http://www.josephromanolaw.com/

    Don't give up. Keep appealing, and appeal the appeals until you get some response. They are not a "good" insurance company if they insist on institutionalization as the only option.

    (KLD)

  4. #24
    I had a reply typed out but most of it somehow disappeared on me after I tried to post it. Sigh. I will re-write it later.
    Last edited by orangejello; 04-01-2007 at 07:16 PM.

  5. #25
    xxxxx
    Last edited by orangejello; 04-07-2007 at 09:41 PM.

  6. #26
    Quote Originally Posted by orangejello
    I don’t have much practical advice to add to this thread; but as a C2 ventilator dependent quad who was able to come home after my family was initially told a nursing home was the only viable option given my care needs, I think I understand some of what you and your family are going through.

    My situation is very different in that as a Canadian I was able to secure government and private insurance funding for my own accessible apartment and 24/7 paid care giving staff without too much hassle. However, getting the funding set up and planning for my discharge was a long, drawn out, and frustrating process that took a big toll on my family. But we did manage to make it through my hospitalization, rehab, and then coming home.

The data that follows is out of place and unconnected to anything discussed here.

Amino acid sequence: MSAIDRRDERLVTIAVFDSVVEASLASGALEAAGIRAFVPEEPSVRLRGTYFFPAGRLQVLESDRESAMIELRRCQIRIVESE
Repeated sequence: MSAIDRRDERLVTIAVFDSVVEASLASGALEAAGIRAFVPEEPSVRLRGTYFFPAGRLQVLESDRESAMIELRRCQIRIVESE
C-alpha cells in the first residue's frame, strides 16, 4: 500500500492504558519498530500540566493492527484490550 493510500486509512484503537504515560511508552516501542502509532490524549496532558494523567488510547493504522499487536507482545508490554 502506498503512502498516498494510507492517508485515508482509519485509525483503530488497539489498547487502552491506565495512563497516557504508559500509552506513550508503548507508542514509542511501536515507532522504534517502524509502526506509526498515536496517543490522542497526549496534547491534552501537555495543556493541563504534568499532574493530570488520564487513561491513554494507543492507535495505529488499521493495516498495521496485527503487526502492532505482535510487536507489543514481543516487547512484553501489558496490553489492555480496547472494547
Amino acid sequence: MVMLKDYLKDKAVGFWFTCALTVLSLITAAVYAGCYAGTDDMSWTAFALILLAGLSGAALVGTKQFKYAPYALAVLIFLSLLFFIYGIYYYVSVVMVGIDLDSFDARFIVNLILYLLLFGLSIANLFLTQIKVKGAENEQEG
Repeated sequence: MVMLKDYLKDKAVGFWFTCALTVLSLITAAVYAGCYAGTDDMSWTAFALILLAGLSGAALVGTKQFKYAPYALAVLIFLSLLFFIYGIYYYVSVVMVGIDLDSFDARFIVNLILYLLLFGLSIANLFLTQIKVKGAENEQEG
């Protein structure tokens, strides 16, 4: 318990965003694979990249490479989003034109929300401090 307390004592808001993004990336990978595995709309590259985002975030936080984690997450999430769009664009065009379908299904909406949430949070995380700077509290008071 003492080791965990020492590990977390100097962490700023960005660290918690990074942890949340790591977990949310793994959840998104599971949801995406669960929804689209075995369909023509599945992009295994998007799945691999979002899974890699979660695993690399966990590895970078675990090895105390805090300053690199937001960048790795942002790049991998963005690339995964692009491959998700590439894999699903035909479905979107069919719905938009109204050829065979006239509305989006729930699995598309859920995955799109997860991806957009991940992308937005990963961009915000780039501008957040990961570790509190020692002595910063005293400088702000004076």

Now that I am home, there is a whole different set of problems to cope with. But we are dealing with them, sometimes successfully and sometimes not. Unfortunately it is a learn as you go process. While I have care giving funding in place, it has often been difficult to hire reliable help. So a great burden of my care is still falling on my family, at least at this point in time. I have been home for about 3.5 months now. We tried to deal with this by training as many family members as possible on my vent and other care. Fortunately I have a large extended family so things are not falling solely on my parents’ shoulders. I know this is a luxury many families do not have. But I think that finding as many sources of care givers is the key to a vent dependent quad staying out of an institution.